As a stoma’s job is to let food and/or fluids out of your body, anything that gets in the way of that process is a problem, whether a partial blockage or a complete obstruction. These problems are uncommon but need to be resolved right away. A partial blockage in the bowel can make the output watery and unpleasant smelling and cause abdominal swelling and discomfort, as well as swelling of the stoma itself. A complete obstruction will stop a stoma’s output completely and cause severe abdominal cramping and swelling, often accompanied by nausea and/or vomiting.
A blockage can be caused by large pieces of food that have not been properly digested. You can ensure this doesn’t happen by being careful with how and what you eat, making sure to peel fruit and considering avoiding nuts, popcorn and coleslaw. However, blockages can also be the result of the bowel becoming narrowed or twisted, possibly related to the growth of adhesions (see box).
If you experience a blockage, whether partial or full, stop eating solid food until it is resolved and increase your fluid intake. Massaging your abdomen and taking a hot bath can help any blocked food to pass by itself. If the food will not pass and you start vomiting or the pain becomes severe, get to a hospital emergency department as soon as you can. The emergency team should be able to assess the extent of the blockage and attempt to resolve it. You may be given intravenous fluids to keep you hydrated, and potentially a nasogastric tube, which goes from your nose to your stomach, to drain fluids. If these methods don’t clear the obstruction, it may have to be done surgically.
My stoma is too short!
Ideally, a stoma should spout a couple of centimetres from the surrounding skin, as this allows it to drop its contents right into the pouch. Sometimes a stoma will retract back into the skin, causing it to either lie flush (level) with the skin or sit within a dip below this level. This could be the result of issues with stoma formation, restricted blood flow or tension on the bowel, as well as weight gain or other changes in the surrounding skin.
A retracted stoma may have trouble emptying into the pouch. Its contents can become stuck around the stoma entrance, causing issues with the surrounding skin and making it harder for the pouch to form a secure seal and avoid leaks. A stoma nurse should be able to help address the causes of retraction and provide the right equipment to resolve these difficulties. This is likely to include convex pouches, which are shaped to gently push into the peristomal skin so that the stoma forms a spout. Modern convex pouches use softer materials that are especially effective. The seal may need to be built up with accessories, such as pastes, washers and flange-extenders, and the skin can be protected while it heals with a variety of wipes, sprays and powders.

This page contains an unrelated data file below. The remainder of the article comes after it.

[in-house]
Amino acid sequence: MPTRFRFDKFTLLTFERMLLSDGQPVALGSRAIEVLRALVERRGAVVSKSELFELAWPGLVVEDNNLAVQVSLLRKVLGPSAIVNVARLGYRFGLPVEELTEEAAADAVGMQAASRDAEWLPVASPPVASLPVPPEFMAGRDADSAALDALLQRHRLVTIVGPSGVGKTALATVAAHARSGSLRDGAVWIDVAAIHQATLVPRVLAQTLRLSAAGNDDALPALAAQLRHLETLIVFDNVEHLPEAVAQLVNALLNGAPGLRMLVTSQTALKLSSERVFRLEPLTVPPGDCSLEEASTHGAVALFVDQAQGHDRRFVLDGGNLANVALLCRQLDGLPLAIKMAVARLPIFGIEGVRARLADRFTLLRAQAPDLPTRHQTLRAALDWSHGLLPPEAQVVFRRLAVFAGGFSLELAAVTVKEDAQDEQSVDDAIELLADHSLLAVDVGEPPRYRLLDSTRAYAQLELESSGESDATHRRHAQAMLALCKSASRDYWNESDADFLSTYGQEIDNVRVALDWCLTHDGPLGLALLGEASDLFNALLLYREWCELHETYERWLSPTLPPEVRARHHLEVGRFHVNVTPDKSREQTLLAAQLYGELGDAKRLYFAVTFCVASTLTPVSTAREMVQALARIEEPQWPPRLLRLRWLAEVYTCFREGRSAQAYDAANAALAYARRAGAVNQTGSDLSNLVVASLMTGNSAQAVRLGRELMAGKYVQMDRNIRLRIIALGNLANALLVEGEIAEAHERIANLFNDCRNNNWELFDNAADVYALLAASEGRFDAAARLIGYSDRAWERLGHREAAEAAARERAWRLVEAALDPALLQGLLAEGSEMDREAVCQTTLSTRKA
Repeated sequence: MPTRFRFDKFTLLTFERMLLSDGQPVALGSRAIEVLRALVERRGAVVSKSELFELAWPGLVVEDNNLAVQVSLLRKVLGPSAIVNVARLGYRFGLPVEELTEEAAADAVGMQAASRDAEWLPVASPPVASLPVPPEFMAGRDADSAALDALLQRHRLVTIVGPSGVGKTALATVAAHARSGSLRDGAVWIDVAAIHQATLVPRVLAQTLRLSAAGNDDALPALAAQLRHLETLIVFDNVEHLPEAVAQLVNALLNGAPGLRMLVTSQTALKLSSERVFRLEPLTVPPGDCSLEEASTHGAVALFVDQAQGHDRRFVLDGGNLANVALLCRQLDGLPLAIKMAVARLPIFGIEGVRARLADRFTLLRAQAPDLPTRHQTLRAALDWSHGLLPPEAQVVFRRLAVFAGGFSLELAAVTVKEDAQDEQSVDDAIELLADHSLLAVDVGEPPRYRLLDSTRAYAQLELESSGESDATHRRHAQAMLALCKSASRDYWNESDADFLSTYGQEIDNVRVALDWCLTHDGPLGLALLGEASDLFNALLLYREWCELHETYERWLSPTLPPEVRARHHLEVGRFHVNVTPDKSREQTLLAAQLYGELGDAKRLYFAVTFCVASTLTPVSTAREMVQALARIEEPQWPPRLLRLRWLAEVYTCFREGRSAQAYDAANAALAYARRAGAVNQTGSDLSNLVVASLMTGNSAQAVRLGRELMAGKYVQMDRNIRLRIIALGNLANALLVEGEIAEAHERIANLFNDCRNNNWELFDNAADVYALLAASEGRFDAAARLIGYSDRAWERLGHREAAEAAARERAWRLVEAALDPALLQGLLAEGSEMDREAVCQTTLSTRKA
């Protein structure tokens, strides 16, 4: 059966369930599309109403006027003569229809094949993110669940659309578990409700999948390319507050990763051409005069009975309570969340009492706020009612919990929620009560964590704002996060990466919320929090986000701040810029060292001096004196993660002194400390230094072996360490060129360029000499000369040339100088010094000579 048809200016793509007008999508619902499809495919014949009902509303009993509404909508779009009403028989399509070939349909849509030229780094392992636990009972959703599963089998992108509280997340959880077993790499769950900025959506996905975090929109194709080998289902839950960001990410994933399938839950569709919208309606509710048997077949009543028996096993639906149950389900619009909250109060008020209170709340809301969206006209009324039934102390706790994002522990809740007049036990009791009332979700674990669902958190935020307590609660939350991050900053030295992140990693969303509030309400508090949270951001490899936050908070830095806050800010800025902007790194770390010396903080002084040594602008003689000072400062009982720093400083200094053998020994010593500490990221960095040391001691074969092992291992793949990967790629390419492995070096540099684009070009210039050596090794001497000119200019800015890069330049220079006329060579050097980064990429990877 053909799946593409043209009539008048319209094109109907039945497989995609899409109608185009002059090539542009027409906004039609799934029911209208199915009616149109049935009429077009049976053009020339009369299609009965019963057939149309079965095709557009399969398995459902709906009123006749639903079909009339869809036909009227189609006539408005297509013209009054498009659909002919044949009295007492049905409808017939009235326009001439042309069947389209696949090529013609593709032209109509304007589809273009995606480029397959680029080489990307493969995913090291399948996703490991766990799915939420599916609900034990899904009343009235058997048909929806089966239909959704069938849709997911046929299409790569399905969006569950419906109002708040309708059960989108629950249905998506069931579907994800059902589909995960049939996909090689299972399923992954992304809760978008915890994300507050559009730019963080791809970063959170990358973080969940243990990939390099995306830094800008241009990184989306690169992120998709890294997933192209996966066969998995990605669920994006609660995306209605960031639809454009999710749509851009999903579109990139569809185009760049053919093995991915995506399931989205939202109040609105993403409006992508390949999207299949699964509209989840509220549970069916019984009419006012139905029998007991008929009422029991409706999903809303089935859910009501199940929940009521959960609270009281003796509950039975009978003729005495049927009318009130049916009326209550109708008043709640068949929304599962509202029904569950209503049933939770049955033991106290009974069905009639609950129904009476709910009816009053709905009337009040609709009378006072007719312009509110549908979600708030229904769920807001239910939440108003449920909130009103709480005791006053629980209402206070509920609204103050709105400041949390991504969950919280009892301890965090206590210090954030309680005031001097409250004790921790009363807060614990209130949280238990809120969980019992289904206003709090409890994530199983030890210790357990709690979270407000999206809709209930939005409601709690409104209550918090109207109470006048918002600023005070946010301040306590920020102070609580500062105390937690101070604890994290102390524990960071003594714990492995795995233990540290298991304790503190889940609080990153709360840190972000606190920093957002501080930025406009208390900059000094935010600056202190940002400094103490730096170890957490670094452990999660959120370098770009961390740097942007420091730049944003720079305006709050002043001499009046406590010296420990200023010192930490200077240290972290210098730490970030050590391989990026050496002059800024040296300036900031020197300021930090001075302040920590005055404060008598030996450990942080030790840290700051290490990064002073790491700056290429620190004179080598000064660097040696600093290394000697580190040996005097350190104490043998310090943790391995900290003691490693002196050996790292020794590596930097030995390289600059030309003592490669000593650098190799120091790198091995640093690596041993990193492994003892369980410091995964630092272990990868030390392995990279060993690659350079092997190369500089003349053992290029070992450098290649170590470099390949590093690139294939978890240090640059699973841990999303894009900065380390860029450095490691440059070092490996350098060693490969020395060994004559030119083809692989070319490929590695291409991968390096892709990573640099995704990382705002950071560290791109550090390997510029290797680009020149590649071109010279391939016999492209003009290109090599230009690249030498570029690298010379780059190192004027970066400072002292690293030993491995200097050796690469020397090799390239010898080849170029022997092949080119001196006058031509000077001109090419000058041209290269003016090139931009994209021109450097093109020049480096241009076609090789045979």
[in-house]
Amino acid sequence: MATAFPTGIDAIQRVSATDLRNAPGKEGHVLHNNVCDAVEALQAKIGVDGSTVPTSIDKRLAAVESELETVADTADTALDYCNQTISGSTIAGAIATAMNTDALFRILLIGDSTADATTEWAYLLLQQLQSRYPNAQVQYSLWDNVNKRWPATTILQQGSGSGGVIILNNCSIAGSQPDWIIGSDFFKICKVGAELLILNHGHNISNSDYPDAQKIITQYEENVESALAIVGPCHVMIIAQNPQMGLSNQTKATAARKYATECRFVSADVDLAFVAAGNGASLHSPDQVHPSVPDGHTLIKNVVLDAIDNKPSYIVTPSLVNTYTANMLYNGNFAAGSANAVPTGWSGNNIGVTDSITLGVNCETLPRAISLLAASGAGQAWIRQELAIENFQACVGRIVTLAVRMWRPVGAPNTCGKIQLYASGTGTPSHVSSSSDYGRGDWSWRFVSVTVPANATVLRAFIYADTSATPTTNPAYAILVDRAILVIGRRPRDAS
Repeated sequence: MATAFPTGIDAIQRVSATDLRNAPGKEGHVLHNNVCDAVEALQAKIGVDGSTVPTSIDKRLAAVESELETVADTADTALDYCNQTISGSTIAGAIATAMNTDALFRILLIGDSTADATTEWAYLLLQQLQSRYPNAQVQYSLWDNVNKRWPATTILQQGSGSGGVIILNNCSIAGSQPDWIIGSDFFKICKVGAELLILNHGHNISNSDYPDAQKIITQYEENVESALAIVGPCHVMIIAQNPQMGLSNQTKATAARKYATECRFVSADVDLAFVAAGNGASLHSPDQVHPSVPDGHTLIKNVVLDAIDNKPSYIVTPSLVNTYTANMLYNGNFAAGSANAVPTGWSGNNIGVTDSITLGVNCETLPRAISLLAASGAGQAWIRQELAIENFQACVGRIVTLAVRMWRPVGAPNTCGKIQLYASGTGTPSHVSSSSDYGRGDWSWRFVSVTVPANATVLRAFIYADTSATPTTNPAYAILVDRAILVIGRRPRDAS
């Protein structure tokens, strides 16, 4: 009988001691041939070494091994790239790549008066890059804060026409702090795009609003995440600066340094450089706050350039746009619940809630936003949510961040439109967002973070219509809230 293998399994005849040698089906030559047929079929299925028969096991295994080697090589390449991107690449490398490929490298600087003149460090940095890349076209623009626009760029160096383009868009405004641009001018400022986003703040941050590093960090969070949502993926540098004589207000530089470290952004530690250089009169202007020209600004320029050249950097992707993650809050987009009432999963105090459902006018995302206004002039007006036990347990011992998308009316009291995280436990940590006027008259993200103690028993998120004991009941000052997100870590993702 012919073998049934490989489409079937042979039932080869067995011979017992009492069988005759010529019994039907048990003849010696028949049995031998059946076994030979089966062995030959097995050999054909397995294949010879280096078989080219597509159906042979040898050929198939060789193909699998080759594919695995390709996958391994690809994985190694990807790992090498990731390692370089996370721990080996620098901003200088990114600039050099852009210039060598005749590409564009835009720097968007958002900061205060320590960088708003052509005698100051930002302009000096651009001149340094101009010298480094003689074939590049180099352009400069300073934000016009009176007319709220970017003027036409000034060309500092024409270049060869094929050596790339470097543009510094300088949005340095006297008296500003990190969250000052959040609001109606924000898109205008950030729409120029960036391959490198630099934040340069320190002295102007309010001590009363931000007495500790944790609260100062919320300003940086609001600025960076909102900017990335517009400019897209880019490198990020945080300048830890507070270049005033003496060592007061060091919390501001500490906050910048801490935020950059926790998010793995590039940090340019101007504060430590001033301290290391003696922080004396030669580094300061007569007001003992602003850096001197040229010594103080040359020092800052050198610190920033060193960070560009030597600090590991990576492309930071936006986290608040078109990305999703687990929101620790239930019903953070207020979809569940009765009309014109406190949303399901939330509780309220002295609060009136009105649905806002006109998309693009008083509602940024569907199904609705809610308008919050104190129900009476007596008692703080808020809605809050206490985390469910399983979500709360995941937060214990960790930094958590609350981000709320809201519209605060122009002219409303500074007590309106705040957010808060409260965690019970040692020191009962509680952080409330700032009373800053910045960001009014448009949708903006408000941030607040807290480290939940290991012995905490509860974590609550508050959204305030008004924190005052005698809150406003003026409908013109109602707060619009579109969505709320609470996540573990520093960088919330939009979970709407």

A retracted or flush stoma takes a bit of extra care, but the right approach can get it under control. Guidance and support from a nurse are essential to choosing the right products, and deep convexity needs regular review to make sure the extra pressure isn’t doing any damage.
My stoma is too long!
A stoma should protrude only a few centimetres from the body. However, sometimes a stoma will begin to protrude further than is ideal, referred to as a prolapse. A prolapsed stoma should continue to work as normal, and, so long as it maintains its normal colour, is not a cause for alarm or immediate surgery. The main concerns are cosmetic. However, a prolapsed stoma can get in the way and make it harder to attach a stoma pouch. Stoma nurses are able to recommend the best kit and technique to make pouch changes as easy and effective as possible.
Prolapses generally occur in colostomies, especially loop colostomies in the transverse colon. A prolapse occurs when the stomach muscles that hold the organs in place are not strong enough to resist the pressure pushing on them from within the body. Stomach muscles can get weaker due to abdominal surgery, a lack of exercise or other health problems; meanwhile obesity, heavy coughing or serious constipation can put extra pressure on the bowel. Watching out for any of these issues and taking extra precautions is the best way to minimise the risk of a prolapse.
Wearing a stoma cap or shield will protect it from being squeezed or bashed when leaning or sitting. It is helpful to pick outfits that do not catch or drag the stoma, and loose-fitting items or pleated clothes can help conceal any bulges. Supportive garments are especially useful, either as a preventative measure or after a prolapse has occurred, as they can both support the stomach muscles and hold a prolapsed stoma in place.